Nonhealing diabetic foot ulcers (DFUs) are characterized by low-grade chronic inflammation, both locally and systemically. We prospectively followed a group of patients who either healed or developed nonhealing chronic DFUs. Serum and forearm skin analysis, both at the protein expression and the transcriptomic level, indicated that increased expression of factors such as interferon-γ (IFN-γ), vascular endothelial growth factor, and soluble vascular cell adhesion molecule-1 were associated with DFU healing. Furthermore, foot skin single-cell RNA sequencing analysis showed multiple fibroblast cell clusters and increased inflammation in the dorsal skin of patients with diabetes mellitus (DM) and DFU specimens compared with control subjects. In addition, in myeloid cell DM and DFU upstream regulator analysis, we observed inhibition of interleukin-13 and IFN-γ and dysregulation of biological processes that included cell movement of monocytes, migration of dendritic cells, and chemotaxis of antigen-presenting cells pointing to an impaired migratory profile of immune cells in DM skin. The SLCO2A1 and CYP1A1 genes, which were upregulated at the forearm of nonhealers, were mainly expressed by the vascular endothelial cell cluster almost exclusively in DFU, indicating a potential important role in wound healing. These results from integrated protein and transcriptome analyses identified individual genes and pathways that can potentially be targeted for enhancing DFU healing.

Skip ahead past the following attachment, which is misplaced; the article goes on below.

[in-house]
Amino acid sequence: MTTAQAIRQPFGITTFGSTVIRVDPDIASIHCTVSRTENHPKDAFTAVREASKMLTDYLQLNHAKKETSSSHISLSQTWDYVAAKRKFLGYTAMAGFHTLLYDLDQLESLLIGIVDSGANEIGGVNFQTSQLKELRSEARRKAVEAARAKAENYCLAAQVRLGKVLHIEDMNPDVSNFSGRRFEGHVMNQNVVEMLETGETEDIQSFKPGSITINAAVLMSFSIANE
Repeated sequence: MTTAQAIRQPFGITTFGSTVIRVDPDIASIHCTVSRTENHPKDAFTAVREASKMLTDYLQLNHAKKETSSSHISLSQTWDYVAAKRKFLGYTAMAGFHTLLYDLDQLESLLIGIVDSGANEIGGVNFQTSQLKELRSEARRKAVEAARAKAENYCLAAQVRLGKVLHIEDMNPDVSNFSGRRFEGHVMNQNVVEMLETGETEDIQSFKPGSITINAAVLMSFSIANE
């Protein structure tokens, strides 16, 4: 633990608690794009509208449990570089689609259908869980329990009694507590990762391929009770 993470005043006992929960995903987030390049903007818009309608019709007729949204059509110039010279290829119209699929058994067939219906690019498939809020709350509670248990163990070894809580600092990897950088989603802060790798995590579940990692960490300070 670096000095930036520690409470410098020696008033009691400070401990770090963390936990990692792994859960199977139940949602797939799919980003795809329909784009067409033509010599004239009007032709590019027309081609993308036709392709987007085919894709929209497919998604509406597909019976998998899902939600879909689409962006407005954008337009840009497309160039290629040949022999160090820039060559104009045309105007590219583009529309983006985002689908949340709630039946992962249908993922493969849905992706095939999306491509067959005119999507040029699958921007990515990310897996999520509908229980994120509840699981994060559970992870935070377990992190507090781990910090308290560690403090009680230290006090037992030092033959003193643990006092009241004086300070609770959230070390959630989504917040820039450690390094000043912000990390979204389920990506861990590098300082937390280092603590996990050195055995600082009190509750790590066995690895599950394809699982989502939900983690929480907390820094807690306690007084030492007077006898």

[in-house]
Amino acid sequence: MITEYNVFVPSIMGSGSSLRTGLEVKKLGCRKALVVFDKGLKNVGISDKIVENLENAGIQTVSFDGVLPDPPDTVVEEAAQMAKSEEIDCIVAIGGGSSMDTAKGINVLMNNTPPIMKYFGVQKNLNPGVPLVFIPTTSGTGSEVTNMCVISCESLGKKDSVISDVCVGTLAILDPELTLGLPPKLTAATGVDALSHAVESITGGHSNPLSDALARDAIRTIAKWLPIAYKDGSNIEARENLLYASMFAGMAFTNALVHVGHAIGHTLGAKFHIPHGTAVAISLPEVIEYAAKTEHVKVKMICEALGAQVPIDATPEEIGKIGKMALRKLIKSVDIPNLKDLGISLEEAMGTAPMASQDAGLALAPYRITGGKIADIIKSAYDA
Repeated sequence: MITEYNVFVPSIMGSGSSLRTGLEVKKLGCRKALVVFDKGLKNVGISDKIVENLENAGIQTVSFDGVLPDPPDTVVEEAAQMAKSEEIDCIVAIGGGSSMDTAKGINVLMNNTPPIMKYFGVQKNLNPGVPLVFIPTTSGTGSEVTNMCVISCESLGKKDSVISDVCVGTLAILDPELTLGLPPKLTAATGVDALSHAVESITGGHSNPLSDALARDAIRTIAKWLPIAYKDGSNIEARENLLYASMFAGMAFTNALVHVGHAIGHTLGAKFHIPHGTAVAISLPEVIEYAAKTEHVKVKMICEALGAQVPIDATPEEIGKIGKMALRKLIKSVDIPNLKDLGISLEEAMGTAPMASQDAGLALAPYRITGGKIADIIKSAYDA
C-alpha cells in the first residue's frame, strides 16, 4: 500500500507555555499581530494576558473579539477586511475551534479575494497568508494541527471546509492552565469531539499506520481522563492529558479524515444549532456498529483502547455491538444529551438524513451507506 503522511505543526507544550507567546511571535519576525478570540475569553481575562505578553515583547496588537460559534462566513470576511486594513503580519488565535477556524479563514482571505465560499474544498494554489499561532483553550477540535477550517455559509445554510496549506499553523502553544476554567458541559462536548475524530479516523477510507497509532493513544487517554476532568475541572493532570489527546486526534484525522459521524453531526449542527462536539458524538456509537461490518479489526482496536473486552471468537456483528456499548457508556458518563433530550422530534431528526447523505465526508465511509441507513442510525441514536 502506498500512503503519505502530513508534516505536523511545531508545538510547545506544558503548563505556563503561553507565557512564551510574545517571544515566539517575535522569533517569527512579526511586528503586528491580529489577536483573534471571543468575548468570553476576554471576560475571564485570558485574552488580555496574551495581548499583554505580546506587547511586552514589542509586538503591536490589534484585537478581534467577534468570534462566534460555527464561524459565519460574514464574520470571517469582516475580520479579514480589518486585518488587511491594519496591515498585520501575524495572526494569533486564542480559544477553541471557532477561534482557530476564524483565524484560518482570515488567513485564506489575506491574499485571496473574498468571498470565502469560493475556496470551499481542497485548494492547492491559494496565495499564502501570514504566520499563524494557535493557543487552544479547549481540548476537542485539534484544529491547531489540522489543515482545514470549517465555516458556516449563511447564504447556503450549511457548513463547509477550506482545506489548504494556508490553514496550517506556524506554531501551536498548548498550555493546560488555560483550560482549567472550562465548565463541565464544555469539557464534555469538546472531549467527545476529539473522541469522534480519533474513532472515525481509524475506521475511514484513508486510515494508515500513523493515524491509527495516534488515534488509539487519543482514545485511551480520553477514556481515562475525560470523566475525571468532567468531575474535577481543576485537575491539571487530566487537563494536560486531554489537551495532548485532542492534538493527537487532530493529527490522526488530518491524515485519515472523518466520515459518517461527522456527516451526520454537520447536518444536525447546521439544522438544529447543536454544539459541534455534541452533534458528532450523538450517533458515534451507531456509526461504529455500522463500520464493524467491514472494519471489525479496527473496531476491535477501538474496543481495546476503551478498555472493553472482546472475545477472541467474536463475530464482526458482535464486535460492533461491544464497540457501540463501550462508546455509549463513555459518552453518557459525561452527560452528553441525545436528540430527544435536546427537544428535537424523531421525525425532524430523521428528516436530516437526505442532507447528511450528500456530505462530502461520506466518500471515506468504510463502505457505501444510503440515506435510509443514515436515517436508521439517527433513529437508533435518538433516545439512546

- Received February 24, 2020.
- Accepted July 29, 2020.
- © 2020 by the American Diabetes Association